This deeper analysis would turn into an action item for the owner of Burger Place’s college segment.  My example is fictitious, but Clarabridge customers confirm their need for details to serve more than one business audience: What are the specific issues and praise?, how is it changing over time?, how does that compare across various channels/demographics/product lines?, what’s the root cause of a particular issue?, etc.   An enterprise needs social media analysis that integrates sophisticated natural language processing, classification, and sentiment engines to truly understand the context and syntax of what is being said and distribute this information to product, marketing, support, or operations folks enterprise-wide.
Clarabridge looks to expand our presence in the social media world, and I look forward to hearing other challenges and opinions on how they can be overcome.  Let me know what you think.

Republished with author's permission from original post.

Tony Lopresti
As Vice President of Sales and Marketing for Clarabridge, Tony is responsible for the integration of our clients' feedback into our product offerings, marketing activities and business development plans. Tony is an entrepreneurial executive with progressive experience in enterprise software sales, product management, marketing, strategy, and operations.


  1. Hi Tony,

    Thanks for your insight into the subject; you raise some interesting points here. One of the interesting points of differentiation between social media monitoring vendors is the mix of automated vs. manual service to the customer. As you pointed out, many conversations online are not worth the time spent reading them. A post written by an influential blogger, however, could become significant for a company quite quickly. We address this by analyzing influencers at post level and at site level, and also by analyzing the inbound and outbound links of each site, their audience, the volume and frequency of their publications, the type of site, and their Google PageRank.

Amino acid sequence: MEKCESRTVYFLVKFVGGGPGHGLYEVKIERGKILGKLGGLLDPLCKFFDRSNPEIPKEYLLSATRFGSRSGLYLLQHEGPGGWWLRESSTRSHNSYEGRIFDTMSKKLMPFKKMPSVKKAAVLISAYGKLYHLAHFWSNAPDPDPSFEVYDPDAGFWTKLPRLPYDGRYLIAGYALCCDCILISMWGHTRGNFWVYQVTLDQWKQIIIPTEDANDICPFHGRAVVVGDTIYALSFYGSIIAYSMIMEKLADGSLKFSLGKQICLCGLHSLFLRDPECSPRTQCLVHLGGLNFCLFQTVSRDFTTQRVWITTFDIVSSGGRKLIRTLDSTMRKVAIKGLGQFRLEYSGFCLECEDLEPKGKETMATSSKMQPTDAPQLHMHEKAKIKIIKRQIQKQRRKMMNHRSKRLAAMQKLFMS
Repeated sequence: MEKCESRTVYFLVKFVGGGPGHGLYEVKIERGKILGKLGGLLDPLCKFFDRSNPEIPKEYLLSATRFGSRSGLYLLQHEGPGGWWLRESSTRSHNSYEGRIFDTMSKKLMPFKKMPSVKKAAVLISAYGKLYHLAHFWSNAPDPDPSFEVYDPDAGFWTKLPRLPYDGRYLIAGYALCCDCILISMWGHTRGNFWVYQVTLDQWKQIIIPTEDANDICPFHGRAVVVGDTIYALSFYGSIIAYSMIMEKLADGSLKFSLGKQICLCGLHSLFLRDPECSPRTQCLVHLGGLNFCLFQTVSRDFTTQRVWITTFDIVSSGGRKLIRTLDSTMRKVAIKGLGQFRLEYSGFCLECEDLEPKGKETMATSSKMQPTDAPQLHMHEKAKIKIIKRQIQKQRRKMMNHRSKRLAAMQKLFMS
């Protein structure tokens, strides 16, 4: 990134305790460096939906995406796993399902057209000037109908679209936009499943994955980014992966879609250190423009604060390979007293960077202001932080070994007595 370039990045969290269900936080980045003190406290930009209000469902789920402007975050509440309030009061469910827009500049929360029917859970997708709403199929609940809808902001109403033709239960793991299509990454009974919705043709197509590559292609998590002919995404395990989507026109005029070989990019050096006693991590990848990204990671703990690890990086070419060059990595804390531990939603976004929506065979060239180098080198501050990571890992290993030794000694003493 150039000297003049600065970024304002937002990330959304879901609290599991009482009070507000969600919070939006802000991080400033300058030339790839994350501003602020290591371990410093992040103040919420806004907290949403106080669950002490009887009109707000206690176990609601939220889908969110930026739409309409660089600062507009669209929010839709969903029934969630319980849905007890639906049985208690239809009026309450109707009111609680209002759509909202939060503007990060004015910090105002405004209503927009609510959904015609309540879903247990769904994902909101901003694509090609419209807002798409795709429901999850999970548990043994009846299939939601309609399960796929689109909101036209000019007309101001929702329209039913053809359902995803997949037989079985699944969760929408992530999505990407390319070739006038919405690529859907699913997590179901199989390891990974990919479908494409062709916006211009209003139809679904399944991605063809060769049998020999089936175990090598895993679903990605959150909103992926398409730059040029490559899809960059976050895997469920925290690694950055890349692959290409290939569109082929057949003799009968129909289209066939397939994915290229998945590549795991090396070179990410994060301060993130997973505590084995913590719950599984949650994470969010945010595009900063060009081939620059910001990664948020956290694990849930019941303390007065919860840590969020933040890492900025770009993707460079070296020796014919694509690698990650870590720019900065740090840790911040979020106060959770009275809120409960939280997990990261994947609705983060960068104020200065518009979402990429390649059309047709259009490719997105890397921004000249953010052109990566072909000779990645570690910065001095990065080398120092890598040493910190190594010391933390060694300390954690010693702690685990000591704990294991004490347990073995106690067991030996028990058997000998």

Your second point brings up a couple of points, actually: integration of internal and external data and the creation of niche monitoring. We customize our dashboards to the specific industries that wish to monitor conversations, but internal information would be an interesting next step.

    As for your final point, there is certainly a need for human involvement in social media monitoring, analysis, and engagement, be it a member of a PR/communications agency or a marketing director at any given company. Nathan Gilliatt actually wrote some great articles about this need for human involvement after the automation to make sure that the noise is filtered out, and that the data can provide valuable insights.

    I would love to talk more with you on the subject: michelle(.)chmielewski(@)synthesio(.)fr


  2. Not only can’t you trust the specificty and validity of the metrics from vendors, the metrics related to the market are not trustworthy.

    That Pear Analytics study about “pointless babble” is a great example. It’s pointless babble to a corporate marketer who wants business information. It’s meaningful communication to the individuals involved. The Pear article is an example of the low quality of information in this space. Even the methods are laughable.

    Some good points above, but you still have to go back to the source of the information: why did this individual type this particular information? Understanding this provides the proper context to analyze the text. Automating that analysis is very hard to do.